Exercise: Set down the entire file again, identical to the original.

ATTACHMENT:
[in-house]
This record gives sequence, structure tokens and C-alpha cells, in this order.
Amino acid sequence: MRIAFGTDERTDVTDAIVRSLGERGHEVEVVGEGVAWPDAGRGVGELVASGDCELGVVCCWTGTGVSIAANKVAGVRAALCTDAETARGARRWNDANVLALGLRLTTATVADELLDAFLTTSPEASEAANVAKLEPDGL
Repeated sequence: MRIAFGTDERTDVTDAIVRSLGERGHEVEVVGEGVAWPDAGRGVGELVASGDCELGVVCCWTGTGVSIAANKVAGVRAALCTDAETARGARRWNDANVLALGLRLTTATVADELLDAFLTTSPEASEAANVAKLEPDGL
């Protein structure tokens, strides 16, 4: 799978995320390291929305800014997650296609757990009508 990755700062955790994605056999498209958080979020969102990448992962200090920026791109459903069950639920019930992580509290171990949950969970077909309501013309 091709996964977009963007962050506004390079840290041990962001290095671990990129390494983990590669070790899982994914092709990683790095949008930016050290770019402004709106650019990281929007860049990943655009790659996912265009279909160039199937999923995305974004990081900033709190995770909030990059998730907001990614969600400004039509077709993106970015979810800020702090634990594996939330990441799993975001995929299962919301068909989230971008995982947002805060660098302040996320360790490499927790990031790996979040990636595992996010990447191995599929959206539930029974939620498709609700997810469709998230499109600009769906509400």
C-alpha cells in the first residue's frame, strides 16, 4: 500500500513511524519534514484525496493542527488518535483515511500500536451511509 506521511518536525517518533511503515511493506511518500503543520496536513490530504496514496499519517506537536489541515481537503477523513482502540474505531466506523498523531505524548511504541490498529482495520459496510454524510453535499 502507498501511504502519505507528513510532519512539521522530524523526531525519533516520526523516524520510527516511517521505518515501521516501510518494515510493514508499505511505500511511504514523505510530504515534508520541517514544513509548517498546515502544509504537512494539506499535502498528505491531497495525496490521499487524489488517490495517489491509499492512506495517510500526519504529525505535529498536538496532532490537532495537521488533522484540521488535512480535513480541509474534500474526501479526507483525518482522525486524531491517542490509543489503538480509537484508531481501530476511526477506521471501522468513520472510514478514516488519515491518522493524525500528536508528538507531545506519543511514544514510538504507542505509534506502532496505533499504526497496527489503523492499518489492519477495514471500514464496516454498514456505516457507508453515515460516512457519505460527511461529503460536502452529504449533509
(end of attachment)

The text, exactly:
[in-house]
This record gives sequence, structure tokens and C-alpha cells, in this order.
Amino acid sequence: MRIAFGTDERTDVTDAIVRSLGERGHEVEVVGEGVAWPDAGRGVGELVASGDCELGVVCCWTGTGVSIAANKVAGVRAALCTDAETARGARRWNDANVLALGLRLTTATVADELLDAFLTTSPEASEAANVAKLEPDGL
Repeated sequence: MRIAFGTDERTDVTDAIVRSLGERGHEVEVVGEGVAWPDAGRGVGELVASGDCELGVVCCWTGTGVSIAANKVAGVRAALCTDAETARGARRWNDANVLALGLRLTTATVADELLDAFLTTSPEASEAANVAKLEPDGL
């Protein structure tokens, strides 16, 4: 799978995320390291929305800014997650296609757990009508 990755700062955790994605056999498209958080979020969102990448992962200090920026791109459903069950639920019930992580509290171990949950969970077909309501013309 091709996964977009963007962050506004390079840290041990962001290095671990990129390494983990590669070790899982994914092709990683790095949008930016050290770019402004709106650019990281929007860049990943655009790659996912265009279909160039199937999923995305974004990081900033709190995770909030990059998730907001990614969600400004039509077709993106970015979810800020702090634990594996939330990441799993975001995929299962919301068909989230971008995982947002805060660098302040996320360790490499927790990031790996979040990636595992996010990447191995599929959206539930029974939620498709609700997810469709998230499109600009769906509400």
C-alpha cells in the first residue's frame, strides 16, 4: 500500500513511524519534514484525496493542527488518535483515511500500536451511509 506521511518536525517518533511503515511493506511518500503543520496536513490530504496514496499519517506537536489541515481537503477523513482502540474505531466506523498523531505524548511504541490498529482495520459496510454524510453535499 502507498501511504502519505507528513510532519512539521522530524523526531525519533516520526523516524520510527516511517521505518515501521516501510518494515510493514508499505511505500511511504514523505510530504515534508520541517514544513509548517498546515502544509504537512494539506499535502498528505491531497495525496490521499487524489488517490495517489491509499492512506495517510500526519504529525505535529498536538496532532490537532495537521488533522484540521488535512480535513480541509474534500474526501479526507483525518482522525486524531491517542490509543489503538480509537484508531481501530476511526477506521471501522468513520472510514478514516488519515491518522493524525500528536508528538507531545506519543511514544514510538504507542505509534506502532496505533499504526497496527489503523492499518489492519477495514471500514464496516454498514456505516457507508453515515460516512457519505460527511461529503460536502452529504449533509